After spending some time riding our bikes through Christiania and grabbing a bite to eat, Esben told me that he had another appointment that evening. He was playing billiards at a local pub with a few of his friends, a regular meeting that happened every week, and Esben said I was welcome to join him or go and do my own thing, if that was what I preferred. I had no idea what I would have done if I’d gone wandering by myself, so I accepted the invitation to join Esben and his friends – after all, the spirit of Couchsurfing was to get to know your hosts and to see how the locals live their day to day life.
So that evening I found myself in a small room that was thick with cigarette smoke in the back of a small, inconspicuous bar whose name I never took note of. There we met Esben’s friends, who had already started a game without him. As I watched them play, I discovered that billiards and pool or snooker are actually two completely different games – Esben’s friends explained the rules of billiards and the use of the tiny wooden poles in the middle of the table, and after a while I even joined in on a few of the games, though my recently acquired snooker skills were no match for a bunch of weekly practitioners. I sat down with a beer and told a few stories of my travels while they played – mentioning the Trans-Siberan always gained an amusing reaction, a combination of curiosity, amazement and disbelief. Even when I mentioned that Esben and I climbed the tower at Vor Freslers Kirke, one of the women exclaimed with a gasp. “Wow! How was it? I can’t believe I’ve lived here so long, but I have never been up there!” I assured her it was a beautiful view, and then just laughed, smiled and shrugged my shoulder. “It’s okay – if there’s one thing I’ve learned from all the people I’ve met along my trip, it’s that people usually never take the time to be tourists in their own city.” For myself, it would have been applicable to say my own country. I have a lot of international friends who have seen much more of Australia then I ever have. I guess when you grow up on the island continent, the rest of the world over the vast seas and oceans seems a little more exciting then the unfathomable expanse of nothing in the desert in the centre of the country.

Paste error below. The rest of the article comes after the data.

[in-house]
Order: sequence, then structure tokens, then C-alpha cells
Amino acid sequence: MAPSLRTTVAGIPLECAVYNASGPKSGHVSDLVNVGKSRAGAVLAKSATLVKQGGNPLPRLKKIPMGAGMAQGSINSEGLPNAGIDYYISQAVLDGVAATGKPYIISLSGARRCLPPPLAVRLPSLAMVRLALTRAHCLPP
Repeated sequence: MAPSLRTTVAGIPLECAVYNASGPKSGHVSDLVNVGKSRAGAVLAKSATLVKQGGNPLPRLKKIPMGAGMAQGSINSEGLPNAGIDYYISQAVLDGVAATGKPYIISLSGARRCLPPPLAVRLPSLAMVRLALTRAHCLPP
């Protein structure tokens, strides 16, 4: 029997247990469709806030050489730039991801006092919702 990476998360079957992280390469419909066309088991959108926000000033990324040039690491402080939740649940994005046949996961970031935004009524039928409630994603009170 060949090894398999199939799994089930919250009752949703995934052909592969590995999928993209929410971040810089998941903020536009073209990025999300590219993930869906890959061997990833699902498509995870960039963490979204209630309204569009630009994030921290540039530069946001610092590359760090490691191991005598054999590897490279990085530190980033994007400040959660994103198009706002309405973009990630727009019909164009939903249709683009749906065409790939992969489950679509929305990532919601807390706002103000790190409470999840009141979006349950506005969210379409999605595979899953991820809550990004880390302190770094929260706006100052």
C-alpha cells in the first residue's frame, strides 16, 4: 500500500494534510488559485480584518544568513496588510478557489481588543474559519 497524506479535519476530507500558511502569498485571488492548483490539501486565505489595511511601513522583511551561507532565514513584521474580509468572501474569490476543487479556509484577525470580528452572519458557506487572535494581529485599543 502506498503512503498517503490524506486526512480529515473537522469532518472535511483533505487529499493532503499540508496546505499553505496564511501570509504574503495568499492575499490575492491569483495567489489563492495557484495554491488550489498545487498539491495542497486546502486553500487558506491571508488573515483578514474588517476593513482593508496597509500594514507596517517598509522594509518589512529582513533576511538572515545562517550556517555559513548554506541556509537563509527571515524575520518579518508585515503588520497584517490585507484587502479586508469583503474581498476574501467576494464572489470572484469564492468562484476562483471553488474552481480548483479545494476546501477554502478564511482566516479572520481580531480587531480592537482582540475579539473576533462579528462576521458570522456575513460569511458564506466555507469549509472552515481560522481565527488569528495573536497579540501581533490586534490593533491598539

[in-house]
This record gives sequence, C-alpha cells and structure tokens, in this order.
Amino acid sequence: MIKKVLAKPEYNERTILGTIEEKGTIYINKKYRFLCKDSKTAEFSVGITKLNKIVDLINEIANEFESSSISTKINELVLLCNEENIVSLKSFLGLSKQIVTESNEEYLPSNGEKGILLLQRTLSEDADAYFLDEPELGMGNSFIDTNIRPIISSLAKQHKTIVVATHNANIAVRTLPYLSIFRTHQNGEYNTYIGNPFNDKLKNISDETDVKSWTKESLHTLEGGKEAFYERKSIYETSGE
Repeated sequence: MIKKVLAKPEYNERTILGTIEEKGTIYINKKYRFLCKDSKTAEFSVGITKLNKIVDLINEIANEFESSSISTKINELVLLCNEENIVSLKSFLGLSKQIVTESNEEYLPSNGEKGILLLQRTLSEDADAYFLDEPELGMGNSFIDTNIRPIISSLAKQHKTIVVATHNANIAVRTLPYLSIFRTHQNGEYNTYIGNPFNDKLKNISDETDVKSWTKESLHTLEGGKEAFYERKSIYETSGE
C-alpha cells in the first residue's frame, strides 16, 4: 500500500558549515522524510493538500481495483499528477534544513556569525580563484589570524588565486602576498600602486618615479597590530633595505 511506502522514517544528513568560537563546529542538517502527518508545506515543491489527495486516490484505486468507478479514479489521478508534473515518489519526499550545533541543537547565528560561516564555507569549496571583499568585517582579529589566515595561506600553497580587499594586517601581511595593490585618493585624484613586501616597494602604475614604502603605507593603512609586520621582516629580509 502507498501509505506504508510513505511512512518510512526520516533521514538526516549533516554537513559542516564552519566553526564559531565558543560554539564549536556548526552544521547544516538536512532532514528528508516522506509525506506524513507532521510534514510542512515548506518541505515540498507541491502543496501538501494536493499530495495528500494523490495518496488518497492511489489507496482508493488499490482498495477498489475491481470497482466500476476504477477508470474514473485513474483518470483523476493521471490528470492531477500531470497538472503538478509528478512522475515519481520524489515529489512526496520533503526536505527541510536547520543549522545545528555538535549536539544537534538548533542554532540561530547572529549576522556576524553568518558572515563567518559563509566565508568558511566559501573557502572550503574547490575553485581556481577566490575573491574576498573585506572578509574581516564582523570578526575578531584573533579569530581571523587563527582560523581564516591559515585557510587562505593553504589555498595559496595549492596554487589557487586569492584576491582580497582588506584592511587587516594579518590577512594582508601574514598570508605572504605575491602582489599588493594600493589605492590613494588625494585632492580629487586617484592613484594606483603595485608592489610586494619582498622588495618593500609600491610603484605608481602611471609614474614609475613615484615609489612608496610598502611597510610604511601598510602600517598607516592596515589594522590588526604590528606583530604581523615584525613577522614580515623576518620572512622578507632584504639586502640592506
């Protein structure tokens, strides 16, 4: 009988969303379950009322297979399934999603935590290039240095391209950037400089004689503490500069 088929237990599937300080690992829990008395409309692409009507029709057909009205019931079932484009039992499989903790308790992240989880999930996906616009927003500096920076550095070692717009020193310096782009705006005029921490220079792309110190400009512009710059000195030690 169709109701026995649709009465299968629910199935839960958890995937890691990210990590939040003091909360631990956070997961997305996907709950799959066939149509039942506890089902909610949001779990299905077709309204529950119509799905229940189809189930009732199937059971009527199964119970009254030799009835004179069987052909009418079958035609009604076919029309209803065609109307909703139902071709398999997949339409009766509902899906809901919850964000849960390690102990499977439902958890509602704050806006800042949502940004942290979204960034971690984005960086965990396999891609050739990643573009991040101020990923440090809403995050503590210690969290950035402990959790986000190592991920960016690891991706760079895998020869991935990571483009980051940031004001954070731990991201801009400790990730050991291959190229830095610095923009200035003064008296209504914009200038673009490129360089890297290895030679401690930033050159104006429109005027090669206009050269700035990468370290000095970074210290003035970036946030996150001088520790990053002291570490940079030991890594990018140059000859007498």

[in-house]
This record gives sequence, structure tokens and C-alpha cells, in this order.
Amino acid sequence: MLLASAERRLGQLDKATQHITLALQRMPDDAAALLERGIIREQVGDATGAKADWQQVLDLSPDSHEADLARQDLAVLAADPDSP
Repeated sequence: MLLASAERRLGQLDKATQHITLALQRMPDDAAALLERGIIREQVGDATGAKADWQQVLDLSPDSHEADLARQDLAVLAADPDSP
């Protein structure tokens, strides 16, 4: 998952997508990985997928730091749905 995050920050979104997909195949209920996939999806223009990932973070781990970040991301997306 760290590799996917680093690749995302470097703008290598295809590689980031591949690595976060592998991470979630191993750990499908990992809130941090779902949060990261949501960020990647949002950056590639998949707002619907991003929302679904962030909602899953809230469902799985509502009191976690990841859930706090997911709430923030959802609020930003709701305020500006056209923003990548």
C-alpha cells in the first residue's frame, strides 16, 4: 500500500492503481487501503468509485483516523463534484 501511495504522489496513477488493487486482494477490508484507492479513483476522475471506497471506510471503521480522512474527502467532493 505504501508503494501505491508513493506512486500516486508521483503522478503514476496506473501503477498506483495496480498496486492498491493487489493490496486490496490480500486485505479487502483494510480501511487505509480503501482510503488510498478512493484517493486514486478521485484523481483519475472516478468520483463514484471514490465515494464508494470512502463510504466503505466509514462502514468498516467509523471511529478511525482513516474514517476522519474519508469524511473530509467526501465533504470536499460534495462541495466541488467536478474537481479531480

Esben was in his late thirties, and most of his friends were either of a similar age or even older, so it was a slightly different crowd to my usual company – no binge drinkers or party animals – but it was a nice chance of pace. Eventually we had to clear out of the room to make way for another group who was using the game table, and most of the group went home when that happened. In the end it was just Esben, myself, and a woman named Tot. Tot was a lovely lady, as sweet and gentle as Esben – perhaps that’s why they were such good friends, but I was beginning to suspect it was a common quality among most Danes. We talked more about my travels, and I told stories about South-East Asia and some of the incredible culture clashes I’d seen. Tot listened keenly, and I could see the sincere and genuine compassion in her eyes as I described the kind of poverty I had witnessed during my stay in Thailand and Cambodia.